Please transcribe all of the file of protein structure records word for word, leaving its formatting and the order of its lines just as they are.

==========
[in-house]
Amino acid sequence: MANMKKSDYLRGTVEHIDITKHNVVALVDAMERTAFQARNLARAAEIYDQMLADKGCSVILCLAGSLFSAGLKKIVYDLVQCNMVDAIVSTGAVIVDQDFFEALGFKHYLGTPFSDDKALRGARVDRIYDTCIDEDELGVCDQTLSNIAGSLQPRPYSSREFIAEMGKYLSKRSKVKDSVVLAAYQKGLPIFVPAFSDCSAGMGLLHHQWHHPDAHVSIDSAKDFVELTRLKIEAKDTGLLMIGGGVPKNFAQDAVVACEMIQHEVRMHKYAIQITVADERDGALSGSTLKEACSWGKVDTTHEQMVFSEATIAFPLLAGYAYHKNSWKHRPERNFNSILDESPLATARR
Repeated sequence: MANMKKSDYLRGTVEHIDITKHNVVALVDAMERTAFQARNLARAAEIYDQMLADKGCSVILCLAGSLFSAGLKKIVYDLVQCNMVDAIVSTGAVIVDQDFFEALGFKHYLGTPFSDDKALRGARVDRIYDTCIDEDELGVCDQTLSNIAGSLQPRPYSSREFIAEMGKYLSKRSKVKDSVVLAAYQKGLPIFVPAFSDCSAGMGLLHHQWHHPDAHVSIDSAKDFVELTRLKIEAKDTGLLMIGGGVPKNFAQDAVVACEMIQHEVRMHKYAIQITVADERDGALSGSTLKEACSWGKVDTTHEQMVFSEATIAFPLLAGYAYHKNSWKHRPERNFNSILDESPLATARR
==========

[in-house]
Amino acid sequence: MANMKKSDYLRGTVEHIDITKHNVVALVDAMERTAFQARNLARAAEIYDQMLADKGCSVILCLAGSLFSAGLKKIVYDLVQCNMVDAIVSTGAVIVDQDFFEALGFKHYLGTPFSDDKALRGARVDRIYDTCIDEDELGVCDQTLSNIAGSLQPRPYSSREFIAEMGKYLSKRSKVKDSVVLAAYQKGLPIFVPAFSDCSAGMGLLHHQWHHPDAHVSIDSAKDFVELTRLKIEAKDTGLLMIGGGVPKNFAQDAVVACEMIQHEVRMHKYAIQITVADERDGALSGSTLKEACSWGKVDTTHEQMVFSEATIAFPLLAGYAYHKNSWKHRPERNFNSILDESPLATARR
Repeated sequence: MANMKKSDYLRGTVEHIDITKHNVVALVDAMERTAFQARNLARAAEIYDQMLADKGCSVILCLAGSLFSAGLKKIVYDLVQCNMVDAIVSTGAVIVDQDFFEALGFKHYLGTPFSDDKALRGARVDRIYDTCIDEDELGVCDQTLSNIAGSLQPRPYSSREFIAEMGKYLSKRSKVKDSVVLAAYQKGLPIFVPAFSDCSAGMGLLHHQWHHPDAHVSIDSAKDFVELTRLKIEAKDTGLLMIGGGVPKNFAQDAVVACEMIQHEVRMHKYAIQITVADERDGALSGSTLKEACSWGKVDTTHEQMVFSEATIAFPLLAGYAYHKNSWKHRPERNFNSILDESPLATARR